There were definately monks active in the area in years gone by so perhaps it is a corruption of Monks Bridge?

I'd love to hear more on this subject.


The oldest bridge is the brooklands one. The bridge there today is more modern, but if you look underneath you will see older abutments for the original stone bridge.

Here there is a small weir I think that is silted up and narrowed and looks more like a ford today. Below this the stream is stone lined and it could be that the water was used for power for an iron foundry at the time of Iron Hills.

The guess is any such foundry was on or near the site of Foxwood Farm (the red brick farm referred to), and of course it was abandoned and moved up to the "foundry mill" area where Smeaton did enginering work for the mill.

I feel the bridge may have come into being when the foundry moved as old maps show the track it carried crossing the beck over Monkey bridge and going south east up the hill to the last foundry mill which would have replaced the one on the beck.

As for Monks the monastic site is Roundhay Grange, still a Grange or "farm" today and up Wetherby Road.

I would guess that Monkey Bridge is more akin to the suggestion it's just a common name for a small bridge as many others exist as has been said. That brings to mind "cuckoo steps" also attributed to various steps carrying footways......

Read on.......


The Parksider
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Postby The Parksider » Sat 09 Jan, 2010 7:30 pm

Tomel wrote:


It was close to some brick buildings that were used as a dairy. We knew the whole beck from Dib Lane right down to Foundry Lane as Monkey Bridge.

Does anybody remember a hill on Fearnville fields? This would be very close to where the sports centre is now. It seemed to be made of cinders and the track which ran from Mittens shop down past the allotments and right down to Monkey Bridge was also made of cinders.

somebody had the bright idea of using the cinders from this hill as drainage for the sports pitches



BRILLIANT!

The red brick buildings were Foxwood Farm. The Hill on Fearnvilles of Cinders was waste from Iron founding in medieval times through to possibly the early 1600's. By that time overshot wheels were more efficient and the Mill probably was rebuilt up the hill in the area known as Foundry Mills to accomodate this as the water had to hit the wheel from above.

The Farm could have been built on the foundations of the old iron foundry. The Monkey Bridge even today shows signs around it of the beck being harnessed for an undershot waterwheel in the beck itself, in terms of the old stonework alongside and in the beck.

Yes I think that the cinders were used to make the path by the beck that today runs from Dib Lane end down to Monkey bridge, but that you can remember some of the remaining "Cynder Hills" and remember where they went (into drainage channels for the sports field) is just great!

The bridge would (I have just realised) have to have been around to carry Iron Ore and Coal over the Wyke to the old foundry and after the move carry the reclaimed stone for the old foundry over the beck and up the Hill to build the new one.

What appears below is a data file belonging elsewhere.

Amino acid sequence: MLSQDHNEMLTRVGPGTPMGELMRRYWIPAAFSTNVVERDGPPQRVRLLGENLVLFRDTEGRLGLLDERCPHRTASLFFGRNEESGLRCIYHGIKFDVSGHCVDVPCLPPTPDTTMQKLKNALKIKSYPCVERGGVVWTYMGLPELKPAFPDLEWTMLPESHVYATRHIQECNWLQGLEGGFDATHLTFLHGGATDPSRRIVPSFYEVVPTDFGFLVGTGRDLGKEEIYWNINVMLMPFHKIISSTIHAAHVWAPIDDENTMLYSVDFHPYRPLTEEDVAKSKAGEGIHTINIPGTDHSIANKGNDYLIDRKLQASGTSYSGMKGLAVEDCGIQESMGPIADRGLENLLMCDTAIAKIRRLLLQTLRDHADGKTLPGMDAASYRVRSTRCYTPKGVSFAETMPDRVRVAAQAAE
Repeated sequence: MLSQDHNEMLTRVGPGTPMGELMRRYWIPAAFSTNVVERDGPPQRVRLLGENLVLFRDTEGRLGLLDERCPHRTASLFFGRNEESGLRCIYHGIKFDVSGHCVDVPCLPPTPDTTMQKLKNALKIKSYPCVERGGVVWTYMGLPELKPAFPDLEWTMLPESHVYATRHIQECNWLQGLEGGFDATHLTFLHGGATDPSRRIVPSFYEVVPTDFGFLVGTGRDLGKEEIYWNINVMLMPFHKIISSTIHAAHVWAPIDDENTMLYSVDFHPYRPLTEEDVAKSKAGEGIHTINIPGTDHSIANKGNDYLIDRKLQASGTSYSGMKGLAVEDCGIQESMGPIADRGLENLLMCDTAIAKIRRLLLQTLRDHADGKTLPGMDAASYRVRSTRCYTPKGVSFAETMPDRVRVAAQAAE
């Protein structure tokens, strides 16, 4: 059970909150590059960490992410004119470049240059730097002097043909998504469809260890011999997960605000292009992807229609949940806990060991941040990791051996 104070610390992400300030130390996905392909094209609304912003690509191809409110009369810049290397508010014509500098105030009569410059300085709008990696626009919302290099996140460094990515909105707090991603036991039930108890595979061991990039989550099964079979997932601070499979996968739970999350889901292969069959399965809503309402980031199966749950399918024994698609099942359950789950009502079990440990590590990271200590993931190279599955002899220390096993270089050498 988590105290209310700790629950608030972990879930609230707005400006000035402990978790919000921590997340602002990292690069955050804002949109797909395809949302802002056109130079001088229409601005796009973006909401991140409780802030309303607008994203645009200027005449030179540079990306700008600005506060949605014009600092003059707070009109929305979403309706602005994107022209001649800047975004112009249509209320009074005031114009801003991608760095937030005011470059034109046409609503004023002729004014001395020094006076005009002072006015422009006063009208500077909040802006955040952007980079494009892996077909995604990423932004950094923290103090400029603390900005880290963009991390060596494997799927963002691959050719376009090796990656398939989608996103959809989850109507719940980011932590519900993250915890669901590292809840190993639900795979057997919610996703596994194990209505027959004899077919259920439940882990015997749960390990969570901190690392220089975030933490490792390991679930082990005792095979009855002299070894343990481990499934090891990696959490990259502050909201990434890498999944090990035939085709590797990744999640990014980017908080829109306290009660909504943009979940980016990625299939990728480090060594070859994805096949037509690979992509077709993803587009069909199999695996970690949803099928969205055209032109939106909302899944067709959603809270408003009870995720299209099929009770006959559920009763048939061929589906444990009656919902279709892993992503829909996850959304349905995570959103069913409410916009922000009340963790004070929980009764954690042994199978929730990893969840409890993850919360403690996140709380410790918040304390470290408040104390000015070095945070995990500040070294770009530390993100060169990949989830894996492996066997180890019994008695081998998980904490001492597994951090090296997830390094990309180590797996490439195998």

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chameleon
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Postby chameleon » Sat 09 Jan, 2010 10:50 pm

The Parksider wrote:
Tomel wrote:


It was close to some brick buildings that were used as a dairy. We knew the whole beck from Dib Lane right down to Foundry Lane as Monkey Bridge.

Does anybody remember a hill on Fearnville fields? This would be very close to where the sports centre is now. It seemed to be made of cinders and the track which ran from Mittens shop down past the allotments and right down to Monkey Bridge was also made of cinders.

somebody had the bright idea of using the cinders from this hill as drainage for the sports pitches



BRILLIANT!

The red brick buildings were Foxwood Farm. The Hill on Fearnvilles of Cinders was waste from Iron founding in medieval times through to possibly the early 1600's. By that time overshot wheels were more efficient and the Mill probably was rebuilt up the hill in the area known as Foundry Mills to accomodate this as the water had to hit the wheel from above.

The Farm could have been built on the foundations of the old iron foundry. The Monkey Bridge even today shows signs around it of the beck being harnessed for an undershot waterwheel in the beck itself, in terms of the old stonework alongside and in the beck.

Yes I think that the cinders were used to make the path by the beck that today runs from Dib Lane end down to Monkey bridge, but that you can remember some of the remaining "Cynder Hills" and remember where they went (into drainage channels for the sports field) is just great!

The bridge would (I have just realised) have to have been around to carry Iron Ore and Coal over the Wyke to the old foundry and after the move carry the reclaimed stone for the old foundry over the beck and up the Hill to build the new one.


Folk keep on turning up with these wonderful snippets don't theyRegular SmileyRegular SmileyRegular Smiley